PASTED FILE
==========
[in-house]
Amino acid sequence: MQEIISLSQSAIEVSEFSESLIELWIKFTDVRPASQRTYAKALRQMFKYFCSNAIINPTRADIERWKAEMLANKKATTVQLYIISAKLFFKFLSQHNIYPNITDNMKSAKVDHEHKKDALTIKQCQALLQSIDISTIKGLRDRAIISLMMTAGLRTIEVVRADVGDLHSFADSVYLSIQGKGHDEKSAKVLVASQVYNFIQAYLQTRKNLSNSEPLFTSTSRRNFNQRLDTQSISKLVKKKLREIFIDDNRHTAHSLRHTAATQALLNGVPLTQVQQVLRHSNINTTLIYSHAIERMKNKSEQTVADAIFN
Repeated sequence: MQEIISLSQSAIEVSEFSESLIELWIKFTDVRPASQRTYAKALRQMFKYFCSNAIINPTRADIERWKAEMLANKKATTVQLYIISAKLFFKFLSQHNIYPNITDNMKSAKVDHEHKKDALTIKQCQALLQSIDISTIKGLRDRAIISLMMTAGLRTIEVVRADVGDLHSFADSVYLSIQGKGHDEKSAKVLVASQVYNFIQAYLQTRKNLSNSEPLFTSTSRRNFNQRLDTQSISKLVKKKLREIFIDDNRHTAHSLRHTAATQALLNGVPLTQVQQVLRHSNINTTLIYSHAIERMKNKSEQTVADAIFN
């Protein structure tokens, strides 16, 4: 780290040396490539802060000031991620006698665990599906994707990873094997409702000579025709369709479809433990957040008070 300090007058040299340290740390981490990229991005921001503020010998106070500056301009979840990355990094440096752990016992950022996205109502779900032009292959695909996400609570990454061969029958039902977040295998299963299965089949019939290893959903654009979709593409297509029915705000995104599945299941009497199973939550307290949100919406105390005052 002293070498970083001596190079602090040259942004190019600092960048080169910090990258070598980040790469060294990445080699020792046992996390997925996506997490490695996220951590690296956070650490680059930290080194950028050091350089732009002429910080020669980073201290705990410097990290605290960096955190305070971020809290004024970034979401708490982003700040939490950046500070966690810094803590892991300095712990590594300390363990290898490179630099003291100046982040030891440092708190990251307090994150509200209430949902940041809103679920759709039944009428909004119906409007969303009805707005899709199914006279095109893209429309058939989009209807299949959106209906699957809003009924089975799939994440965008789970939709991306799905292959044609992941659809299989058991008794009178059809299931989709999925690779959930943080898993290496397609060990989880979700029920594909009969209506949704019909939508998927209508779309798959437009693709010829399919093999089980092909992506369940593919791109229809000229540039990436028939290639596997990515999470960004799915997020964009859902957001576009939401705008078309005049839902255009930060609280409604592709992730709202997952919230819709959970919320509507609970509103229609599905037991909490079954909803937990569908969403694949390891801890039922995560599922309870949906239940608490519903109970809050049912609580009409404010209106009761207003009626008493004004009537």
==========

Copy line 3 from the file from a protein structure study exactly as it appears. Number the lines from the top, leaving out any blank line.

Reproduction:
Repeated sequence: MQEIISLSQSAIEVSEFSESLIELWIKFTDVRPASQRTYAKALRQMFKYFCSNAIINPTRADIERWKAEMLANKKATTVQLYIISAKLFFKFLSQHNIYPNITDNMKSAKVDHEHKKDALTIKQCQALLQSIDISTIKGLRDRAIISLMMTAGLRTIEVVRADVGDLHSFADSVYLSIQGKGHDEKSAKVLVASQVYNFIQAYLQTRKNLSNSEPLFTSTSRRNFNQRLDTQSISKLVKKKLREIFIDDNRHTAHSLRHTAATQALLNGVPLTQVQQVLRHSNINTTLIYSHAIERMKNKSEQTVADAIFN